Photo by Tom Plouff on Unsplash
I’ve thought a lot about church for the last three years. It all started with an evangelism class at seminary. My end of semester paper was titled “Reimagining Church: What If We Ran Church Like an AA Meeting?”
Just to give you a little context, my late husband was an alcoholic and in an attempt to understand his addiction, I started attending the recovery meeting at our church. And what I realized was that I experienced more “church” in those recovery meetings than I ever experienced on Sunday mornings. So for my paper, I looked at several of the Twelve Traditions in AA and reimagined what church would look like if we incorporated them.
As I move closer to being a pastor, I wrestle more and more with what the ideal church looks like. Let me just stop you right there. I realize that there are no perfect churches. Actually, I wouldn’t have it any other way. But we have to start from a point of what we consider to be ideal in order to give ourselves a fighting chance at ministering effectively, right?
Here are things I’m certain of.
- I want my ministry to focus on the overarching story of God and continually invite people to picture themselves within that story.
- I want to show people that sometimes our desire to simply adhere to the dos and don’ts of Christianity makes us miss out on the beauty of God. When you live in a black and white world you miss the pinks, greens, blues, and yellows that are the mystery of God.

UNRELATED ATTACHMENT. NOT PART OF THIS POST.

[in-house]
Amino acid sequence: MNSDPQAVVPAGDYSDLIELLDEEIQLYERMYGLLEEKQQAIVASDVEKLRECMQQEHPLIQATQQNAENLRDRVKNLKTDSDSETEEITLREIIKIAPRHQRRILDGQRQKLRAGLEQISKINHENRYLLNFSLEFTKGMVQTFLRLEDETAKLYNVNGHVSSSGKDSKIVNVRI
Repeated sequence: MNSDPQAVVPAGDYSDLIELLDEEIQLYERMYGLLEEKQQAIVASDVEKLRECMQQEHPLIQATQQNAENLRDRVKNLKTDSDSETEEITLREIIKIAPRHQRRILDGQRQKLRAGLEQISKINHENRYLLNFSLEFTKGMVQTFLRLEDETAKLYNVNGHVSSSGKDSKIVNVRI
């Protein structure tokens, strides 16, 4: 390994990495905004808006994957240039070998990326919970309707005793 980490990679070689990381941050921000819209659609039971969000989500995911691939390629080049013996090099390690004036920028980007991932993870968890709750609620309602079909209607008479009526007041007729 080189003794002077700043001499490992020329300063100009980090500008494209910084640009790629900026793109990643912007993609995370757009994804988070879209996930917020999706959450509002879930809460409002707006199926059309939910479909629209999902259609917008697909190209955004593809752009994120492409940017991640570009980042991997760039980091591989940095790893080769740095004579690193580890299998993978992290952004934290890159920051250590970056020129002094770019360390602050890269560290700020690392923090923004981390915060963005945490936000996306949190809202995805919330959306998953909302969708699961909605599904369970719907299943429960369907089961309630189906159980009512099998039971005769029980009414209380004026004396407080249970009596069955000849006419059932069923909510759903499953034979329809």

- I will actively encourage women to take part in leadership roles and also actively mentor them.
- I want to give people (especially women) the opportunity to preach if they feel so called.
- I want members to understand that our allegiance is to the kingdom of God rather than the kingdoms of this world
- As a church body, we will talk about difficult subjects that we’ve always been afraid to talk about like abuse, addiction, suicide, infertility, and mental health so that those affected by any of these areas feel like they’re not alone.
- I want to empower all people to take an active part in the priesthood of all believers. This means that they need to either be given opportunities to do so or encouraged to create their own opportunities.
But there’s one item that I still struggle with: how big should the church be?
You may not realize it, but most pastors are concerned with growing their churches. How many people were saved? How many people were baptized? How many people joined the church? These are good things, but more often than not, a pastor’s effectiveness and a church’s success are measured by these things alone. Which is bad.
Why aren’t we measuring churches on how they do justice, love kindness, and walk humbly with God (Micah 6:8)? On how they love God and love neighbor (Matthew 22:37-40)?
Why is it always the number of bodies we have in the church building on Sundays that determines success???
I used to go to a megachurch. I’m talking 7,500 seating capacity with multiple services mega. As an introvert, I liked that I could slip in and out of services without being noticed. It was good for the season I was in.